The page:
You know why? Because that gypsy woman just pushed her too fucking far. I think Lohman, who I’ve liked in a few thinks and been unimpressed by in others, does a great job keeping the absurd premise believable, or at least maintains an air of believability no matter how grotesque, gross or cheesy it gets. She delivers like a trooper.
Raimi goes absolutely to town crafting this deliberate B movie like he would have twenty or more years ago in his no budget, schlocky heyday, yet with the obvious budget that being a titan of industry gets you. I doubt Sam Raimi is ever again, as long as he lives, going to be hampered in any way by what he wants to make. So it’s pleasing to me that he would return to the kind of stuff he cut his teeth on, stuff and skills which inform everything else he does, even if the stuff these days generally has that super hero super big budget sheen that obscures his creative origins.
I mean, filming from the monster/spirit/demon’s point of view? Raimi practically invented it. Okay, so he didn’t invent it, but he brings so much unhinged and comedic creativity to the proceedings that I really was marvelling at plenty of scenes, even as I was disgusted by them.
When the awful gypsy (Borat warned us about them, but did anyone listen) attacks Christine in her car, it’s treated with all the timing and choreography of a great battle. Nicely done. The tension at the dinner when Christine is meeting Clay’s (Justin Long’s character) parents for the first time seems misplaced in what’s supposed to be a horror flick, but then is played out beautifully with Christine trying her darndest to win Clay’s mother’s approval. The beautiful thing is how horribly it’s all subverted when you think the scene is over.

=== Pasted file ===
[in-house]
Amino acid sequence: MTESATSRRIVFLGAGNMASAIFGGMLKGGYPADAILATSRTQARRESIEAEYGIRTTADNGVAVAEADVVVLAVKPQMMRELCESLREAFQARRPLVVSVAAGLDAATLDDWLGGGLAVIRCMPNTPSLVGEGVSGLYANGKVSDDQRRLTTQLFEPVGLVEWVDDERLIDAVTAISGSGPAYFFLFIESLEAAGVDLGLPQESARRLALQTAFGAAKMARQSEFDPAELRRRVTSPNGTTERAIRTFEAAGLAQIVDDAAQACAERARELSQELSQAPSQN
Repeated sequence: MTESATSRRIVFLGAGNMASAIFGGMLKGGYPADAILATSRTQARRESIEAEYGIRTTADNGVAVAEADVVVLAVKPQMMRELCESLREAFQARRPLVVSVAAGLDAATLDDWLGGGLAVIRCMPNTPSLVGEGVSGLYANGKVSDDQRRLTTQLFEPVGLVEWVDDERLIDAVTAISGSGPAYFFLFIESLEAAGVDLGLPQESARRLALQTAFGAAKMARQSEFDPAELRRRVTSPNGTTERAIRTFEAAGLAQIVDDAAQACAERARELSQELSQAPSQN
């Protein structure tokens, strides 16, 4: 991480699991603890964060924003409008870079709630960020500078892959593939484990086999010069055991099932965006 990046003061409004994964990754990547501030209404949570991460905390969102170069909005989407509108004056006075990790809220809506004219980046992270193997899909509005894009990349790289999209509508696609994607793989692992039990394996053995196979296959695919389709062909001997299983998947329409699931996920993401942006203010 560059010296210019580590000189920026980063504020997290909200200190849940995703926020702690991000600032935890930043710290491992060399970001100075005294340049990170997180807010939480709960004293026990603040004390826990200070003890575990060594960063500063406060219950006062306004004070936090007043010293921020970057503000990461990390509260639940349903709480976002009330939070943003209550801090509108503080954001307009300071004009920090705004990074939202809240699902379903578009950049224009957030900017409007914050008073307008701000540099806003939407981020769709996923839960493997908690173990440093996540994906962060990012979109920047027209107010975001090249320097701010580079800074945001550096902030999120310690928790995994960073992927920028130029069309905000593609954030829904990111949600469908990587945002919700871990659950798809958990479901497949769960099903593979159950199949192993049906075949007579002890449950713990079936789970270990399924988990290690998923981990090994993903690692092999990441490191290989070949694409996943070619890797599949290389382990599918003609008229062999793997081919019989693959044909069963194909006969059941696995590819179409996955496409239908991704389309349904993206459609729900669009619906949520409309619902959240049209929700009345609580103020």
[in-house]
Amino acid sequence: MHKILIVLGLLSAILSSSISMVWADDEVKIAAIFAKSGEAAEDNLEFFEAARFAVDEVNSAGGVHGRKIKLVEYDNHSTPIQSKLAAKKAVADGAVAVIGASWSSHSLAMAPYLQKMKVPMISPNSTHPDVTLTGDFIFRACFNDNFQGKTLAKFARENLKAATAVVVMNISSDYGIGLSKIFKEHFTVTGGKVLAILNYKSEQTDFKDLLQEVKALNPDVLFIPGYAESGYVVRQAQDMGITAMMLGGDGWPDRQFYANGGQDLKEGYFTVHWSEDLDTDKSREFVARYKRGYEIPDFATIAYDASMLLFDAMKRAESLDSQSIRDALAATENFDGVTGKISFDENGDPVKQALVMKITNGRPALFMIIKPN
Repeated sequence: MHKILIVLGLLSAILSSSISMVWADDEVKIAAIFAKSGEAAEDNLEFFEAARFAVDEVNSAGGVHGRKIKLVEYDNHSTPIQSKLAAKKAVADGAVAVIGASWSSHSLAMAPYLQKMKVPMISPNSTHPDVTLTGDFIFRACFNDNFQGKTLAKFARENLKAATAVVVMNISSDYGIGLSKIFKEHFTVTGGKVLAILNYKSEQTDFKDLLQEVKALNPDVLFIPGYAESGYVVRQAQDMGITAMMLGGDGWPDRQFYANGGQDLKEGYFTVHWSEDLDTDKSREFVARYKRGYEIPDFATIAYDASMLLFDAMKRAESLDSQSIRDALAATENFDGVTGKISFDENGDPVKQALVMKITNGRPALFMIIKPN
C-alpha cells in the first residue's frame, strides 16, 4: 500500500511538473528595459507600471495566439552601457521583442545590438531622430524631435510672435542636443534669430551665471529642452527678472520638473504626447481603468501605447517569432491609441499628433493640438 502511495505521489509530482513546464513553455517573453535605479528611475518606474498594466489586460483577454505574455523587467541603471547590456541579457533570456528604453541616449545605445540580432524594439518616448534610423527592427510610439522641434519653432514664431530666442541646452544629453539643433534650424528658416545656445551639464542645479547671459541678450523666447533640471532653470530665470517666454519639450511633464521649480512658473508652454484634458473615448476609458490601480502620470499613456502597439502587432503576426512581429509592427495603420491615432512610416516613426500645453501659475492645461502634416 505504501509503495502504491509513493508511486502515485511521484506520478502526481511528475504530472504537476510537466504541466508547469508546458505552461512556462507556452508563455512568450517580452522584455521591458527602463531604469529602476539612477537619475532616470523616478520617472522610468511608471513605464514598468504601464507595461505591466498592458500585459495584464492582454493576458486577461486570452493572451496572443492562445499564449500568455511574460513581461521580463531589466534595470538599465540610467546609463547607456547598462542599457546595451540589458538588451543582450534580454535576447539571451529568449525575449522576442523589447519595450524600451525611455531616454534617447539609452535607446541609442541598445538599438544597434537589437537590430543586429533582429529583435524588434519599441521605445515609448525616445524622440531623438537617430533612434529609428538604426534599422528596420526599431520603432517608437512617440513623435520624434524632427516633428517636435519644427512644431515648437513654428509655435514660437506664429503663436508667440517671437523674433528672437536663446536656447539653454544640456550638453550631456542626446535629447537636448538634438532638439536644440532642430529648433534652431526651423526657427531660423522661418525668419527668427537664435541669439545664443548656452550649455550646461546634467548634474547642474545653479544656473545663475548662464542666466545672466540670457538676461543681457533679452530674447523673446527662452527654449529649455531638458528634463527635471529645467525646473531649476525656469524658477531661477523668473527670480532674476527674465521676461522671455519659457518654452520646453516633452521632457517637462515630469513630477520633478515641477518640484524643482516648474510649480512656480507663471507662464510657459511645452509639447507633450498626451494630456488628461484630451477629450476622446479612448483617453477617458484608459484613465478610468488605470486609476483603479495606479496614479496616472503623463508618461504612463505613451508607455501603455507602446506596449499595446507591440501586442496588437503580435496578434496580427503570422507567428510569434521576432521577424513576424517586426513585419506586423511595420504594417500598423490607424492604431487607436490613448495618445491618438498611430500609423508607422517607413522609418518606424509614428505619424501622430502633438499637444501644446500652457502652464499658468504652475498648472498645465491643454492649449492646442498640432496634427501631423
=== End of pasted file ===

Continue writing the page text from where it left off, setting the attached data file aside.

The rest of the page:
Her battles at work with an unscrupulous co-worker vying for the same promotion, smarmy fuck that he is, plays out like a real workplace conflict, or at least a cinematic version of one, played straight to resolution, until it all seems resolved. And then of course Raimi’s evil side takes over and he has to remind you just how much of a horror flick it is.
There are a lot of fluids in this flick, has to be said. There are also decently cheesy 70s almost stabs at the occult and the new age, which actually seem meaningful and effective in the context of the flick. Until, of course, or if, they fail to deliver.
Some new age-y guru who seems like he’s sucking a mark like Christine dry due to her gullibility and desperation ends up convincing her to take a further stab at an exorcism/seance, which will not only cost her a packet, but risks an even worse fate than the one she’s been marked with. To say that things don’t go according to plan understates matters the way that saying once upon a time there was a really hot day in Hiroshima understates matters.
I really, really enjoyed the heck out of this flick, because I wasn’t looking for something credible or serious. I expected it to be a bit silly and fun, and what I got was a lot of silly and enjoyable entertainment. Despite its failure at the box office, not that it matters when you’ve made billions of dollars from directing three of the biggest flicks of all time, it deserved better than it got in terms of audience response, and especially deserved to be seen by horror flick buffs who aren’t as interested in watching the mindless sequel rollout or the torture porn bullshit which has completely overwhelmed the genre.
It takes a throwback like this to remind us just how backwards things have become. These films can have a sense of fun, you know. It’s not a crime.
8 times them gypsies just don’t like white people out of 10
“You keep the coffee coming honey, or I'll give you a tip you won't forget.” – Drag Me to Hell.